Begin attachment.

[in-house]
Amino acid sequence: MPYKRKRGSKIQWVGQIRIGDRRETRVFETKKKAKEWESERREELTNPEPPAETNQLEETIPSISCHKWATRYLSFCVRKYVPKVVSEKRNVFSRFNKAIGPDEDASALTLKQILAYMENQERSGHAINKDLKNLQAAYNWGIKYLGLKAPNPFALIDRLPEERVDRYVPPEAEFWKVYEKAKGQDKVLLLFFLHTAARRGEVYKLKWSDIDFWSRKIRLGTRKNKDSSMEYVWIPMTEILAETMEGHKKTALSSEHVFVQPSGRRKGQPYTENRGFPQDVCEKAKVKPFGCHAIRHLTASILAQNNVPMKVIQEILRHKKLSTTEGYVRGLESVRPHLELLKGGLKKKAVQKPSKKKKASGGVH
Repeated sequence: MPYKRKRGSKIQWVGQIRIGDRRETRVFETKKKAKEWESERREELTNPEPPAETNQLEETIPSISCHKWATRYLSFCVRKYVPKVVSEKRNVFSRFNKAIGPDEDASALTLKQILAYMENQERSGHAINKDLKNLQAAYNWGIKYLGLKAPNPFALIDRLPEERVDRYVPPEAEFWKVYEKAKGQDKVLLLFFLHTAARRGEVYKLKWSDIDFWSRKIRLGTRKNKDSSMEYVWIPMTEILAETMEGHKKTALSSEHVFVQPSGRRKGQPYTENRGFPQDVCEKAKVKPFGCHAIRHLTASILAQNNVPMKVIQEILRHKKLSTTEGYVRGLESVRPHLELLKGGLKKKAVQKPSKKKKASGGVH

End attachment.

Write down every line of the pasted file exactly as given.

[in-house]
Amino acid sequence: MPYKRKRGSKIQWVGQIRIGDRRETRVFETKKKAKEWESERREELTNPEPPAETNQLEETIPSISCHKWATRYLSFCVRKYVPKVVSEKRNVFSRFNKAIGPDEDASALTLKQILAYMENQERSGHAINKDLKNLQAAYNWGIKYLGLKAPNPFALIDRLPEERVDRYVPPEAEFWKVYEKAKGQDKVLLLFFLHTAARRGEVYKLKWSDIDFWSRKIRLGTRKNKDSSMEYVWIPMTEILAETMEGHKKTALSSEHVFVQPSGRRKGQPYTENRGFPQDVCEKAKVKPFGCHAIRHLTASILAQNNVPMKVIQEILRHKKLSTTEGYVRGLESVRPHLELLKGGLKKKAVQKPSKKKKASGGVH
Repeated sequence: MPYKRKRGSKIQWVGQIRIGDRRETRVFETKKKAKEWESERREELTNPEPPAETNQLEETIPSISCHKWATRYLSFCVRKYVPKVVSEKRNVFSRFNKAIGPDEDASALTLKQILAYMENQERSGHAINKDLKNLQAAYNWGIKYLGLKAPNPFALIDRLPEERVDRYVPPEAEFWKVYEKAKGQDKVLLLFFLHTAARRGEVYKLKWSDIDFWSRKIRLGTRKNKDSSMEYVWIPMTEILAETMEGHKKTALSSEHVFVQPSGRRKGQPYTENRGFPQDVCEKAKVKPFGCHAIRHLTASILAQNNVPMKVIQEILRHKKLSTTEGYVRGLESVRPHLELLKGGLKKKAVQKPSKKKKASGGVH